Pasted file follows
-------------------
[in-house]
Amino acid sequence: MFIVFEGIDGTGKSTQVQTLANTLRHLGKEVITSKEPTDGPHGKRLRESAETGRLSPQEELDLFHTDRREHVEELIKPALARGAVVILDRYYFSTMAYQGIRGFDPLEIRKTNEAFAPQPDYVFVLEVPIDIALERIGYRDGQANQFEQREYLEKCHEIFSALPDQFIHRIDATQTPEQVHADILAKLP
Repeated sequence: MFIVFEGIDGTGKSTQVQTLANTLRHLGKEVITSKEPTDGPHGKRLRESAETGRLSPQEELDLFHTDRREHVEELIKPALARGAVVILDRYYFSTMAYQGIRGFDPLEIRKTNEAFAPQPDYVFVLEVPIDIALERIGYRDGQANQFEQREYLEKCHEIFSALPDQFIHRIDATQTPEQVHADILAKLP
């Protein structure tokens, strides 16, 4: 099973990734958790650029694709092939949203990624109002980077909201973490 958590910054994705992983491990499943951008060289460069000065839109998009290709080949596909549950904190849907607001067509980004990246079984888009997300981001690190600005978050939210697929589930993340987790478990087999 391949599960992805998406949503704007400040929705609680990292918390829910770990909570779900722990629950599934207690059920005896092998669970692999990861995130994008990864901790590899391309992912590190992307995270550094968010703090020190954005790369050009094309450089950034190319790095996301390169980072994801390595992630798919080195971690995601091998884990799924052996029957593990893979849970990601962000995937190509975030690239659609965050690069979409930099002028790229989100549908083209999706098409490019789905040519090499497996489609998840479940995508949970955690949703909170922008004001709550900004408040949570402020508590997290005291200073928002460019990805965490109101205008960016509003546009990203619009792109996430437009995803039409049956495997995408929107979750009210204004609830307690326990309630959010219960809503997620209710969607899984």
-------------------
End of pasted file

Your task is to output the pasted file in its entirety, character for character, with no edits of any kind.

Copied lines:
[in-house]
Amino acid sequence: MFIVFEGIDGTGKSTQVQTLANTLRHLGKEVITSKEPTDGPHGKRLRESAETGRLSPQEELDLFHTDRREHVEELIKPALARGAVVILDRYYFSTMAYQGIRGFDPLEIRKTNEAFAPQPDYVFVLEVPIDIALERIGYRDGQANQFEQREYLEKCHEIFSALPDQFIHRIDATQTPEQVHADILAKLP
Repeated sequence: MFIVFEGIDGTGKSTQVQTLANTLRHLGKEVITSKEPTDGPHGKRLRESAETGRLSPQEELDLFHTDRREHVEELIKPALARGAVVILDRYYFSTMAYQGIRGFDPLEIRKTNEAFAPQPDYVFVLEVPIDIALERIGYRDGQANQFEQREYLEKCHEIFSALPDQFIHRIDATQTPEQVHADILAKLP
């Protein structure tokens, strides 16, 4: 099973990734958790650029694709092939949203990624109002980077909201973490 958590910054994705992983491990499943951008060289460069000065839109998009290709080949596909549950904190849907607001067509980004990246079984888009997300981001690190600005978050939210697929589930993340987790478990087999 391949599960992805998406949503704007400040929705609680990292918390829910770990909570779900722990629950599934207690059920005896092998669970692999990861995130994008990864901790590899391309992912590190992307995270550094968010703090020190954005790369050009094309450089950034190319790095996301390169980072994801390595992630798919080195971690995601091998884990799924052996029957593990893979849970990601962000995937190509975030690239659609965050690069979409930099002028790229989100549908083209999706098409490019789905040519090499497996489609998840479940995508949970955690949703909170922008004001709550900004408040949570402020508590997290005291200073928002460019990805965490109101205008960016509003546009990203619009792109996430437009995803039409049956495997995408929107979750009210204004609830307690326990309630959010219960809503997620209710969607899984």